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Tuesday, January 28, 2020

ANALYSIS/OPINION:

I met a British journalist living in NYC today and, of course, our conversation turned to Meghan Markle. He shared that he was astonished to learn a large segment of America is critical of American-born Meghan, considering the news headlines here and around the world, that bigotry hounded her out. I told him I was among that segment, and that as an American who devotes his life to commenting on U.S.-U.K. relations, I was embarrassed that an American had brought such strife to the Windsors. Indeed, the public’s opinions of this event correlate strongly with the identity issues that confront — and paralyze — society today in America, Britain and well beyond. 

Particularly troubling has been the off-base but completely predictable fable spun by the woke in the Twittersphere and the global media that Meghan was run out of Britain by bigots and racists. Considering the welcoming reception by the royal family and the British people that Meghan received throughout her romance and then marriage, with Prince Harry, this nonsense is particularly offensive. The race activists are totally blind to the reality that Meghan’s failures are owing, not to her color or heritage, but rather to her celebrity lifestyle and hunger for personal publicity and financial advancement — all in complete discord with the behavior of the royal family.  


Many in Britain and around the world celebrated a “progressive” royal couple who championed the wokest of identity issues, including race and gender equality. And when the stuff hit the fan, after the Sussexes revealed (on Instagram) their wish list for their future, outlining their demands, on their terms, those same supporters blamed the downfall of the couple, on (what else?) bigotry and misogynism against the biracial Meghan.  

In words that will inspire Hollywood award ceremonies this year, British author Afua Hirsch wrote for The New York Times: “racist treatment of Meghan,” which “proved what many of us have always known: no matter how beautiful you are, whom you marry, what palaces you occupy, charities you support, how faithful you are, how much money you accumulate or what good deeds you perform, in this society racism will still follow you.” 

Of course CNN dove in with: “Coming or going, Meghan gets the blame — and it’s because of her race.” Blind to the fact that Meghan’s performance as a “working royal” paled in comparison to other royal family members (Princess Anne worked 167 days to Meghan’s 31), the U.S. mainstream media cannot see any reason other than skin color for the Sussexes’ implosion.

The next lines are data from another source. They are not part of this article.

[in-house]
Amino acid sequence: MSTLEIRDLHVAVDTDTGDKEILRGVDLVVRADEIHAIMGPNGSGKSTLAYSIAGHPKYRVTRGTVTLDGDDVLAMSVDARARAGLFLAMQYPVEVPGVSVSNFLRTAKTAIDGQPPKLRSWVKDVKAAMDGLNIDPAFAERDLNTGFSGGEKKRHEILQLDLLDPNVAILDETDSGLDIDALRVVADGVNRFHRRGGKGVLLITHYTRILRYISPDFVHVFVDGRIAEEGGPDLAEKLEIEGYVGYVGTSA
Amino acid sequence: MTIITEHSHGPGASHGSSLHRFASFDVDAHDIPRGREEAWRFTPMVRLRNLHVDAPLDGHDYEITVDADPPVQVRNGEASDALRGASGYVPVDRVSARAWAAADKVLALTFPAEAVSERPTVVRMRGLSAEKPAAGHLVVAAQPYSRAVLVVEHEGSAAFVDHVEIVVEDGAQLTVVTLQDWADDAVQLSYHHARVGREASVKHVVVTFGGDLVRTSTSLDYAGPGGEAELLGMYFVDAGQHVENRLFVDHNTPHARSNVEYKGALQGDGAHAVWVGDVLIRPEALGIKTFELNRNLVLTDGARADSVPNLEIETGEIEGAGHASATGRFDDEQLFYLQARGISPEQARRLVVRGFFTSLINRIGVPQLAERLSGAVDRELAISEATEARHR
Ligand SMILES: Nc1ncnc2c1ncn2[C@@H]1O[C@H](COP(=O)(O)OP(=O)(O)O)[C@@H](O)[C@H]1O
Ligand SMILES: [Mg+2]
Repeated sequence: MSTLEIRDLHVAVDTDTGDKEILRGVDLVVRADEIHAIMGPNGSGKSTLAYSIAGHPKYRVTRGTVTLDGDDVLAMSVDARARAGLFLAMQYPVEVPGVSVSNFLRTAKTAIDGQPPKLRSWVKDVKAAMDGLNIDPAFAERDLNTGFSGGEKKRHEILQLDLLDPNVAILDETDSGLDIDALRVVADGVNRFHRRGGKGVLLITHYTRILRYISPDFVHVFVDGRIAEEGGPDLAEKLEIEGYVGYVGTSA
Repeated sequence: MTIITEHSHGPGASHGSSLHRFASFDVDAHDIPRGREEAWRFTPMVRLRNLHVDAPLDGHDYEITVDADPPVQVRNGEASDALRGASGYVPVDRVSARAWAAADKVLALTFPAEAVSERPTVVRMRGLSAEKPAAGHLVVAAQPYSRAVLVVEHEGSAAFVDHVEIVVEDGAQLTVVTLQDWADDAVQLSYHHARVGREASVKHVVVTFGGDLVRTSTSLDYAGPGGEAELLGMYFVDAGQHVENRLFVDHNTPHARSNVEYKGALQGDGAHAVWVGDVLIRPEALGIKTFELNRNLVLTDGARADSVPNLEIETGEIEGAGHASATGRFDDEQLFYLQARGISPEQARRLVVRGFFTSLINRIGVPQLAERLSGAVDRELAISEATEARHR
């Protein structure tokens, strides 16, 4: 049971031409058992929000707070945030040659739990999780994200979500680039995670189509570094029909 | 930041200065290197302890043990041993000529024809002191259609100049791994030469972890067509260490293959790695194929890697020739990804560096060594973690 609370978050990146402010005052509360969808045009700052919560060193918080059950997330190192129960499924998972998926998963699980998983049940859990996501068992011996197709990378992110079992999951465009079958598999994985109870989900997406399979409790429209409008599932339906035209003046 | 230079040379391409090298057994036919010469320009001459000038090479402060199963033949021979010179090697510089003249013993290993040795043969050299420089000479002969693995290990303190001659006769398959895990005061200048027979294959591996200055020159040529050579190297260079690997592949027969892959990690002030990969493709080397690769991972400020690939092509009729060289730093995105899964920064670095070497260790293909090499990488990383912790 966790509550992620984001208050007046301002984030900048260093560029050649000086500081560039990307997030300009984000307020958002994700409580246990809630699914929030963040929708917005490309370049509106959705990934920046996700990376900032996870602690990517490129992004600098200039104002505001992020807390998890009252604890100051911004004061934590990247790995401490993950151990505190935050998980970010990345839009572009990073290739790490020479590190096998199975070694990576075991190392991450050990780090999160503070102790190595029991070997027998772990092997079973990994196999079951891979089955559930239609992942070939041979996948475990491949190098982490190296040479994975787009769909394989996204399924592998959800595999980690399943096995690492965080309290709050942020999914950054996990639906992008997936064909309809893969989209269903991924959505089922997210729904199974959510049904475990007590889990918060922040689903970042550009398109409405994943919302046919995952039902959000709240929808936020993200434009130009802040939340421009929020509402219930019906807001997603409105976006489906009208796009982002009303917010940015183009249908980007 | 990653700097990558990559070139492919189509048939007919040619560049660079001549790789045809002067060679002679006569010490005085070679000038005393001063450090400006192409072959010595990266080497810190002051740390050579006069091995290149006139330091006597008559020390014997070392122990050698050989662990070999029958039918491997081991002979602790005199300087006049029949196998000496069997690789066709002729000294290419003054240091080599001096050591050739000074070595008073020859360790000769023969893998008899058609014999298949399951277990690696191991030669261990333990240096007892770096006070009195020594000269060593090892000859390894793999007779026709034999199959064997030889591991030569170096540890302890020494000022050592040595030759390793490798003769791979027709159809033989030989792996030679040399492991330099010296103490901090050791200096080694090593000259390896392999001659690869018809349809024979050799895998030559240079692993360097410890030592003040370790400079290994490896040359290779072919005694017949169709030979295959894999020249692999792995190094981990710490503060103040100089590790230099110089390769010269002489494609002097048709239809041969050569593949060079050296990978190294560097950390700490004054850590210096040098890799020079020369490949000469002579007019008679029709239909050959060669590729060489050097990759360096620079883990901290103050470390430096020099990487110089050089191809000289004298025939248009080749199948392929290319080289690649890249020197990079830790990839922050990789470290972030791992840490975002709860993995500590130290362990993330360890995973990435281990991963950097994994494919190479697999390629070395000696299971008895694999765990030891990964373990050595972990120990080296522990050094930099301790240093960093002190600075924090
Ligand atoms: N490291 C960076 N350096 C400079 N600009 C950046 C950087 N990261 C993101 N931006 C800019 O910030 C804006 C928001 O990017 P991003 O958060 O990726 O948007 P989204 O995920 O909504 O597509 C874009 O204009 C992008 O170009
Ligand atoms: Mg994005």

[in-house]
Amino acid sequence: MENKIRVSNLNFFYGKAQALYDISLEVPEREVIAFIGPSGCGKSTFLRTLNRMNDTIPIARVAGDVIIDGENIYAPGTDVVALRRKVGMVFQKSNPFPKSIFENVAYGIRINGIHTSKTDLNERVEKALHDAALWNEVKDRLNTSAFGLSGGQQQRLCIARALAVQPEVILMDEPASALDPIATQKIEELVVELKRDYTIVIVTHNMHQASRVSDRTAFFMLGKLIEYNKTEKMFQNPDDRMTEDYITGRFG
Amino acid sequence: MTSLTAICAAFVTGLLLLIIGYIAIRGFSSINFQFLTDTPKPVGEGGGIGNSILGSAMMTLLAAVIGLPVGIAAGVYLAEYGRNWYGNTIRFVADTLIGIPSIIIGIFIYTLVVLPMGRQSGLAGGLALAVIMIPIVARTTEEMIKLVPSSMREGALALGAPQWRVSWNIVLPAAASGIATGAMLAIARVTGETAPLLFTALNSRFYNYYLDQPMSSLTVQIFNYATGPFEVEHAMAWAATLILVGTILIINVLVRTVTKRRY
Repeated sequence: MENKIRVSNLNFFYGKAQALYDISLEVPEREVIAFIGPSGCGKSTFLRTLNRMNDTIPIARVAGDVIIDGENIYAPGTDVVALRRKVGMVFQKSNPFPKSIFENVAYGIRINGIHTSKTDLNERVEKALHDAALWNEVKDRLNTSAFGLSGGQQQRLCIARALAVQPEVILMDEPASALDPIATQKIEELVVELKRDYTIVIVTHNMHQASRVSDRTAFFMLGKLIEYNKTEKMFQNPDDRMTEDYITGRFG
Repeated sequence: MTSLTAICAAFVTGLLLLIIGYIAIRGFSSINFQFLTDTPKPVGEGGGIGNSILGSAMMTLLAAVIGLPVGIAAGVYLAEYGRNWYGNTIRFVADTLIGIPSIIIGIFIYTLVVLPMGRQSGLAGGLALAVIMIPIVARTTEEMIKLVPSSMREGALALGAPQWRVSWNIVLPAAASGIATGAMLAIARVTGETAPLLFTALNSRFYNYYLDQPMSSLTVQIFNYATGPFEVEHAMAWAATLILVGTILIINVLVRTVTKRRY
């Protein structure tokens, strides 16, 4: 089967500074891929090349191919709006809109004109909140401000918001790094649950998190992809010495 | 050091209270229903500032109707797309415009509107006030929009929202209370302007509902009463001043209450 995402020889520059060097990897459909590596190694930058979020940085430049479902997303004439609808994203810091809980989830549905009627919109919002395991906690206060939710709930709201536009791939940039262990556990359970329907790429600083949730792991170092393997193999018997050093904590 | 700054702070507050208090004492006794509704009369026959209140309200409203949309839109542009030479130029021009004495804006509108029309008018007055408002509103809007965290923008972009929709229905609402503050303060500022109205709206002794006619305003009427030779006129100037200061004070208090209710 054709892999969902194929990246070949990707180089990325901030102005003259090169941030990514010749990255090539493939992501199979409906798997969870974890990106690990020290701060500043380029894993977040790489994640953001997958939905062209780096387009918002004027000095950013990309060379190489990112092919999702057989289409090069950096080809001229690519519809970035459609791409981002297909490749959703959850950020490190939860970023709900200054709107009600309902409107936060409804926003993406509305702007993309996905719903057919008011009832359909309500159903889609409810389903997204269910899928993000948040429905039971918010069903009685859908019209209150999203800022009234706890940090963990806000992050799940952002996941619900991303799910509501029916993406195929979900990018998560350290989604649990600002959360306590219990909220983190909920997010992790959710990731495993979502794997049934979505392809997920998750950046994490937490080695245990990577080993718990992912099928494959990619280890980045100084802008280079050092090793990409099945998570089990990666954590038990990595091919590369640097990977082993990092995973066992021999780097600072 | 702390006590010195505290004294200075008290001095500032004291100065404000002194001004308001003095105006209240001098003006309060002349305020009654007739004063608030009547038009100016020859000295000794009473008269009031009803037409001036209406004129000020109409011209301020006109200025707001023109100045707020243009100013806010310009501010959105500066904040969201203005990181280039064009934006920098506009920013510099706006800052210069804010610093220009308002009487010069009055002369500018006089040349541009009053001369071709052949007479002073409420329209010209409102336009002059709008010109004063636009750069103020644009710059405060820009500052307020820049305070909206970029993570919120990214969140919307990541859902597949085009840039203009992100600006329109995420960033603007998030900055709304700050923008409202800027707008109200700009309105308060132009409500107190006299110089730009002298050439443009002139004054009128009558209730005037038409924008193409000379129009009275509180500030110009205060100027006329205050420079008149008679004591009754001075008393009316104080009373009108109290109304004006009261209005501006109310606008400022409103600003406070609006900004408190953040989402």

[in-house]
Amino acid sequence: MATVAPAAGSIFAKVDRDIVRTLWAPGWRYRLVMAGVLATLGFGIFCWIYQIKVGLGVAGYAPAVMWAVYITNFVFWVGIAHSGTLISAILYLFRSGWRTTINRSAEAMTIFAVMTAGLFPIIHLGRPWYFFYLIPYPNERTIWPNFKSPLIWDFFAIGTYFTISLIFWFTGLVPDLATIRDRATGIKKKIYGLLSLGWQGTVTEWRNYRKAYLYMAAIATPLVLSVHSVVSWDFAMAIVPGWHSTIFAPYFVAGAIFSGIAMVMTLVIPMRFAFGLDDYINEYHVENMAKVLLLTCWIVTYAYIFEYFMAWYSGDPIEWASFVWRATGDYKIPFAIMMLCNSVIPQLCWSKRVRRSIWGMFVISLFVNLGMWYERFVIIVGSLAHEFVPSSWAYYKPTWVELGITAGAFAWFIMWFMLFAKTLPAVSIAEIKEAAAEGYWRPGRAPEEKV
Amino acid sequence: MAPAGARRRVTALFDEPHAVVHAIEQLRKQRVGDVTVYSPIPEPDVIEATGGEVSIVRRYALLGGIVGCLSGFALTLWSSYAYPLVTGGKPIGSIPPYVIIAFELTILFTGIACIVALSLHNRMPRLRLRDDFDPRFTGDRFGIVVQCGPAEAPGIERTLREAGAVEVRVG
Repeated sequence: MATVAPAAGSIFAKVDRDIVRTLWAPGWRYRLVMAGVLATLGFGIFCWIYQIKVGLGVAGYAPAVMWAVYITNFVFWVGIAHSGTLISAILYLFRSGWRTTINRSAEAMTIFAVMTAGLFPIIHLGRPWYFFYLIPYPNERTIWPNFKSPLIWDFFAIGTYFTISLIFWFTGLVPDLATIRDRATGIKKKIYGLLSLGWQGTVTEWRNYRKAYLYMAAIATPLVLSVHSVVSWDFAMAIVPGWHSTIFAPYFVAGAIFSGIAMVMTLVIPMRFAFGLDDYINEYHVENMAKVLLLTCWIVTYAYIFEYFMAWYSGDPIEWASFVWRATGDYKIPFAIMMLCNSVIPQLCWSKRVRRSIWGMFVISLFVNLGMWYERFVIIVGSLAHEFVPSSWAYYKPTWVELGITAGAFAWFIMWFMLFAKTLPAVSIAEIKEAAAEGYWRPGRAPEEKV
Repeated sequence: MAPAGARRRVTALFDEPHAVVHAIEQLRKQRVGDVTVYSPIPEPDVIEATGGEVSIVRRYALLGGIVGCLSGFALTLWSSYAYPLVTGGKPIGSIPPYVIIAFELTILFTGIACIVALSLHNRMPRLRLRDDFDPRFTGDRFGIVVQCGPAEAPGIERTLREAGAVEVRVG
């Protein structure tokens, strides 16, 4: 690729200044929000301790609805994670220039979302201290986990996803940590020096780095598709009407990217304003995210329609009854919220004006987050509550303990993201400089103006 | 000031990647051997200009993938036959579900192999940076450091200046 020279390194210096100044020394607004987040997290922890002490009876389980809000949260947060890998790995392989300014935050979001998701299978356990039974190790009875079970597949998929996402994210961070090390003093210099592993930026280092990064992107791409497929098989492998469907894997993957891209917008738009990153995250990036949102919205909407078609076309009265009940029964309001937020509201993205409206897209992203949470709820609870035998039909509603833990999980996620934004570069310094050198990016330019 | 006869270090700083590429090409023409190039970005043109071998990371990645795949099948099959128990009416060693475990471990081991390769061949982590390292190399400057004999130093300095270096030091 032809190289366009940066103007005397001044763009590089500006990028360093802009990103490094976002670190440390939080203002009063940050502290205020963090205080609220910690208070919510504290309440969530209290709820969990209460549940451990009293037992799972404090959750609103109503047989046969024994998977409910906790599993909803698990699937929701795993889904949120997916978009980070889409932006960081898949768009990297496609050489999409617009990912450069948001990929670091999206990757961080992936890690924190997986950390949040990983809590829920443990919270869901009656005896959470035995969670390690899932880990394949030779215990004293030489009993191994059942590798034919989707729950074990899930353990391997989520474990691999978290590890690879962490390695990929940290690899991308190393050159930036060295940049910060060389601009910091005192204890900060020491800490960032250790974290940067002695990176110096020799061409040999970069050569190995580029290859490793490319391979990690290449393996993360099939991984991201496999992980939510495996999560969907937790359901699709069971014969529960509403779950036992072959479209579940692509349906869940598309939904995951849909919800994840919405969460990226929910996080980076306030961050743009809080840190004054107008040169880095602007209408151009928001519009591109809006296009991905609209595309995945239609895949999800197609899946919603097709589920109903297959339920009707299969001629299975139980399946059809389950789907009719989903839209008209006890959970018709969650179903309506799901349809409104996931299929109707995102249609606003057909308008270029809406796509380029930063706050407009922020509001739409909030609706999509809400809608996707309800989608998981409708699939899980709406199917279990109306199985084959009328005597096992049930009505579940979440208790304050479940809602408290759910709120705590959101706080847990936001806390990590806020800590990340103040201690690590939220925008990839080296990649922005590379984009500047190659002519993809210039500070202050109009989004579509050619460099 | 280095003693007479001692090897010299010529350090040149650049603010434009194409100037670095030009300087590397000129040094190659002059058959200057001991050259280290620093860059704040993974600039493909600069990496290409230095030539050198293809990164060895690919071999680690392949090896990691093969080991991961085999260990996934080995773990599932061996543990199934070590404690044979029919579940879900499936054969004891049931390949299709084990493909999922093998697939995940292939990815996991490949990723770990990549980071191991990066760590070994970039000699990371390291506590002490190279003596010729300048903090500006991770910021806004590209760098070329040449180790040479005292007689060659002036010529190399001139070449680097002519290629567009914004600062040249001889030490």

Even the electorally-decimated left-wing U.K. Labor Party got in on the act with biracial MP Clive Lewis blaming Megxit on “structural racism and sexism” rather than the duchess’ lack of aptitude for, or interest in her royal responsibilities. Mr. Lewis told Sky News: “We can see it with Meghan Markle and the way that she’s been treated in the media. … After 400 years of racism, you can’t just overturn it overnight.” 

There is an unbridgeable chasm between the example of Queen Elizabeth’s reign and the Sussexes’ future aspirations. Celebrities and monarch’s share one very important aspect of convergence: popularity. But the similarity stops there. Celebrities boost their sponsorship opportunities, film ratings and Instagram followers by bashing President Trump at the Oscars, kneeling during the national anthem or setting up charities that benefit themselves more than the cause. By contrast, royals survive and prosper by casting a light on others’ achievements rather than their own, by celebrating national occasions, championing their nation abroad and providing comfort to others during tragedies.

Prince Harry certainly learned from the best, and this makes his withdrawal all the more painful. Still at 93, his grandmother, Queen Elizabeth II, remains beloved by her people because she expertly fulfills a pledge she made in 1947: “I declare before you all that my whole life, whether it be long or short, shall be devoted to your service and the service of our great imperial family to which we all belong.”

As senior members of the royal family, the Sussexes were representatives of the spirit of service, honor and duty exemplified by the queen. Clearly, they rejected this life and that is in their right to do. So, too, like all members of the royal family, they experienced the glare of media scrutiny. That, too, is part of the job. But it is unimaginable that the queen, Prince Philip or Princess Anne would ever share publicly as did Meghan, “not many people have asked if I’m ok.”

Therein lies the problem. In Meghan’s mind, it’s all about her, while service is all about others. The queen and millions of her subjects have grasped that royal duty is not among Meghan’s gifts. So too, many Americans like myself recognize that, though she is our own countrywoman, Meghan is not suited to a life of royal service. Like all of us, she is who she is, but her shortcomings are owing to her choices and motivations rather than to her skin color and, therefore, the implication that anyone who criticizes her is racist is absurd.

• Lee Cohen, a fellow of the Danube Institute, was adviser on Europe to the U.S. House of Representatives Foreign Affairs Committee and founded the Congressional United Kingdom Caucus.


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